National Aquarium’s Animal Rescue team has just received word that the loggerhead hatchling we rescued in October has passed his exit exam and will be released off the coast of North Carolina tomorrow (weather permitting)!

The loggerhead hatchling during it's exit exam earlier today!

The loggerhead hatchling during it’s exit exam earlier today!

First discovered on Assateague Island National Seashore just days before Hurricane Sandy, our team rescued and began caring for this loggerhead sea turtle hatchling. This was the first time our team had ever spotted a viable sea turtle hatchling on Maryland shores and the youngest turtle patient we’ve ever had at the Animal Care Center. Once it was deemed strong and healthy enough, the hatchling was transported to North Carolina Aquarium at Pine Knoll Shores for further care.

We’re so thrilled that this little guy has continued to grow and is now ready to be released back into the ocean!

Stay tuned for a re-cap of his release!

Thoughtful Thursdays: Inspiring Conservation in Future Generations

This week, National Aquarium is co-hosting the 33rd annual International Sea Turtle Symposium, which has brought together more than 1,000 scientists and conservationists from over 75 countries to discuss collaborative efforts to save all seven species of endangered sea turtle.

Currently, turtle populations worldwide are in dramatic decline due to issues like habitat destruction, cold-stunning, debris entanglement, incidental capture in commercial and recreational fishing.  The symposium is a tool to share knowledge and encourage discussion around sea turtles in our local community and how we create and/or affect these issues. This meeting provides Baltimore and the state of Maryland with a rare opportunity to participate in an international dialogue and gain exposure to new pathways in conservation science.

As part of our co-hosting duties, symposium participants were invited to visit the Aquarium for a Welcome Social earlier this week.

General Curator Jack Cover was on hand during the Aquarium’s “Welcome Social” for symposium participants to talk about the many species of turtle we have in our collection.

The theme of the symposium is “connections” and throughout the week, they hope to create connections not only with fellow researchers and conference attendees but also with the community and local students.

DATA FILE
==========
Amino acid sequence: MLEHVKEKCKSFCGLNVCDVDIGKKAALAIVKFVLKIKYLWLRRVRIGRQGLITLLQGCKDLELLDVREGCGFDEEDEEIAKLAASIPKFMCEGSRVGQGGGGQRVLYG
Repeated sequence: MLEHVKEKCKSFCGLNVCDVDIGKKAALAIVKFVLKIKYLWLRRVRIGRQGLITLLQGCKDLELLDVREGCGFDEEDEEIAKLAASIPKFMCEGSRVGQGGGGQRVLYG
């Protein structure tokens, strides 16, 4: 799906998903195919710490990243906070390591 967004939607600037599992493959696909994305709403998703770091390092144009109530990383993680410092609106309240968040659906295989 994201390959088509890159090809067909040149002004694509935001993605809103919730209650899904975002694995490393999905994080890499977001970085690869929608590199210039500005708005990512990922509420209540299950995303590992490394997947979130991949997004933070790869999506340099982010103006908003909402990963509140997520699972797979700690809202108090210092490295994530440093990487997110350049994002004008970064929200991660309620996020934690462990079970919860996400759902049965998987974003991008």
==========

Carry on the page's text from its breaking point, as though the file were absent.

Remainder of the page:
To encourage involvement, the symposium is providing teacher and educator workshops, live streaming of special sessions to local schools and universities as well as a sea turtle art contest in Baltimore City schools.

The art contest in particular is a powerful way to reach students and encourage them to express their love for sea turtles. Further, it presents an innovative avenue to reinforce the community’s need to respect and save these majestic creatures. Each school submitted art pieces in the hopes of winning an opportunity to learn more about the importance of turtles at special expert Q&A sessions at the symposium. The following local schools have their art featured at the symposium:

  • St. Demetrius Bilingual Day School
  • Poolesville High School
  • South River High School
  • Furman Templeton Prep
  • Dr. Rayner Browne Academy
  • Friends Meeting School

One local school in particular, St. Demetrius Bilingual Day School, took this art project a step further! Students did a month-long science unit on sea turtles leading up to the week of the event. During their visit to the symposium, students had lunch with biologists and conservationists and even took a trip to the Aquarium!

After learning even more about sea turtles, 4th and 5th grade classes at St. Demetrius were inspired to actually adopt a turtle at the Aquarium through our Aquadopt program!

Want to learn more about the dialogue happening at the symposium or the Aquarium’s efforts to save sea turtles? Leave us your questions in the comments section!

You can also join the conservation on Twitter (for symposium-specific news, follow the hashtags #ISTS33 and #ISTS2013).